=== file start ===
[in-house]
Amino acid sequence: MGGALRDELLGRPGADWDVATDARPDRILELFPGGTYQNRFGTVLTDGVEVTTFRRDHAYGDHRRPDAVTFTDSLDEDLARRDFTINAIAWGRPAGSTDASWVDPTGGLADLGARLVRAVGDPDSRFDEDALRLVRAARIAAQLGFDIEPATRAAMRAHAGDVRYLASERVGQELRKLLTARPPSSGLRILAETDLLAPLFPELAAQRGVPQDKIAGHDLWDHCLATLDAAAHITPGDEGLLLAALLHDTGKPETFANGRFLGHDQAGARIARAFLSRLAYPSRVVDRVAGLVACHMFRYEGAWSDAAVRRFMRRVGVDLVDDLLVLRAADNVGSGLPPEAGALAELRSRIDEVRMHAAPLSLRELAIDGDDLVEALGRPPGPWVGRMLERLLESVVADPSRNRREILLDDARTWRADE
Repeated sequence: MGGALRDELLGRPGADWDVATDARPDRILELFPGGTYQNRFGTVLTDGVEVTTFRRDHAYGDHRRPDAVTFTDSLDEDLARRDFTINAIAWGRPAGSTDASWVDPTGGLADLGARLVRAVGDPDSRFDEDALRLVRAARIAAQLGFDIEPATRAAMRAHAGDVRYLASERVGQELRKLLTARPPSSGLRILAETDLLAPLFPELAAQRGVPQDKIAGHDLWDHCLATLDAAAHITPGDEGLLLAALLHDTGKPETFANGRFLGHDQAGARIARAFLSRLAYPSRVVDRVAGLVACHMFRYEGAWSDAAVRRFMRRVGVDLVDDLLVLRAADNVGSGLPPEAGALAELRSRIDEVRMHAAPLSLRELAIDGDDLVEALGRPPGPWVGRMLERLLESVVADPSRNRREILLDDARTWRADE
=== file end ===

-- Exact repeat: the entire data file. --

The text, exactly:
[in-house]
Amino acid sequence: MGGALRDELLGRPGADWDVATDARPDRILELFPGGTYQNRFGTVLTDGVEVTTFRRDHAYGDHRRPDAVTFTDSLDEDLARRDFTINAIAWGRPAGSTDASWVDPTGGLADLGARLVRAVGDPDSRFDEDALRLVRAARIAAQLGFDIEPATRAAMRAHAGDVRYLASERVGQELRKLLTARPPSSGLRILAETDLLAPLFPELAAQRGVPQDKIAGHDLWDHCLATLDAAAHITPGDEGLLLAALLHDTGKPETFANGRFLGHDQAGARIARAFLSRLAYPSRVVDRVAGLVACHMFRYEGAWSDAAVRRFMRRVGVDLVDDLLVLRAADNVGSGLPPEAGALAELRSRIDEVRMHAAPLSLRELAIDGDDLVEALGRPPGPWVGRMLERLLESVVADPSRNRREILLDDARTWRADE
Repeated sequence: MGGALRDELLGRPGADWDVATDARPDRILELFPGGTYQNRFGTVLTDGVEVTTFRRDHAYGDHRRPDAVTFTDSLDEDLARRDFTINAIAWGRPAGSTDASWVDPTGGLADLGARLVRAVGDPDSRFDEDALRLVRAARIAAQLGFDIEPATRAAMRAHAGDVRYLASERVGQELRKLLTARPPSSGLRILAETDLLAPLFPELAAQRGVPQDKIAGHDLWDHCLATLDAAAHITPGDEGLLLAALLHDTGKPETFANGRFLGHDQAGARIARAFLSRLAYPSRVVDRVAGLVACHMFRYEGAWSDAAVRRFMRRVGVDLVDDLLVLRAADNVGSGLPPEAGALAELRSRIDEVRMHAAPLSLRELAIDGDDLVEALGRPPGPWVGRMLERLLESVVADPSRNRREILLDDARTWRADE